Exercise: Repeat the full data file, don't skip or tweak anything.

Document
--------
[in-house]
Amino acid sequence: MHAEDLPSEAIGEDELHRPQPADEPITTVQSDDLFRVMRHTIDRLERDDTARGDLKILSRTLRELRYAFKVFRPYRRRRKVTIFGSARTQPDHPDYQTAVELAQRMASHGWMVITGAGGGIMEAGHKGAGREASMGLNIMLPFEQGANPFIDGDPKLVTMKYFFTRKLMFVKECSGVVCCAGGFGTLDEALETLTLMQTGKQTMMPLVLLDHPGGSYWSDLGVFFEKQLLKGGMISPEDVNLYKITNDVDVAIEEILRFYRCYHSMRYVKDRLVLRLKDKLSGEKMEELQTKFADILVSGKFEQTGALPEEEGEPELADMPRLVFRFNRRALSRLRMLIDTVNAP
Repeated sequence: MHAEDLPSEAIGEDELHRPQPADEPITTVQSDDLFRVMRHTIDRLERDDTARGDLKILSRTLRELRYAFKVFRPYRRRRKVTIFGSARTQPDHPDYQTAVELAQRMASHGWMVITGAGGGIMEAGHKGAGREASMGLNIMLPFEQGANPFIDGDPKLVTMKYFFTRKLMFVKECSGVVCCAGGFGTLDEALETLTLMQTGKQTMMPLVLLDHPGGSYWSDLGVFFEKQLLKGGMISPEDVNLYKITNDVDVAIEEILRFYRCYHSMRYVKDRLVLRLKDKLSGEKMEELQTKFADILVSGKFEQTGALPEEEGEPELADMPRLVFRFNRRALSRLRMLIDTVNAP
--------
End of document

[in-house]
Amino acid sequence: MHAEDLPSEAIGEDELHRPQPADEPITTVQSDDLFRVMRHTIDRLERDDTARGDLKILSRTLRELRYAFKVFRPYRRRRKVTIFGSARTQPDHPDYQTAVELAQRMASHGWMVITGAGGGIMEAGHKGAGREASMGLNIMLPFEQGANPFIDGDPKLVTMKYFFTRKLMFVKECSGVVCCAGGFGTLDEALETLTLMQTGKQTMMPLVLLDHPGGSYWSDLGVFFEKQLLKGGMISPEDVNLYKITNDVDVAIEEILRFYRCYHSMRYVKDRLVLRLKDKLSGEKMEELQTKFADILVSGKFEQTGALPEEEGEPELADMPRLVFRFNRRALSRLRMLIDTVNAP
Repeated sequence: MHAEDLPSEAIGEDELHRPQPADEPITTVQSDDLFRVMRHTIDRLERDDTARGDLKILSRTLRELRYAFKVFRPYRRRRKVTIFGSARTQPDHPDYQTAVELAQRMASHGWMVITGAGGGIMEAGHKGAGREASMGLNIMLPFEQGANPFIDGDPKLVTMKYFFTRKLMFVKECSGVVCCAGGFGTLDEALETLTLMQTGKQTMMPLVLLDHPGGSYWSDLGVFFEKQLLKGGMISPEDVNLYKITNDVDVAIEEILRFYRCYHSMRYVKDRLVLRLKDKLSGEKMEELQTKFADILVSGKFEQTGALPEEEGEPELADMPRLVFRFNRRALSRLRMLIDTVNAP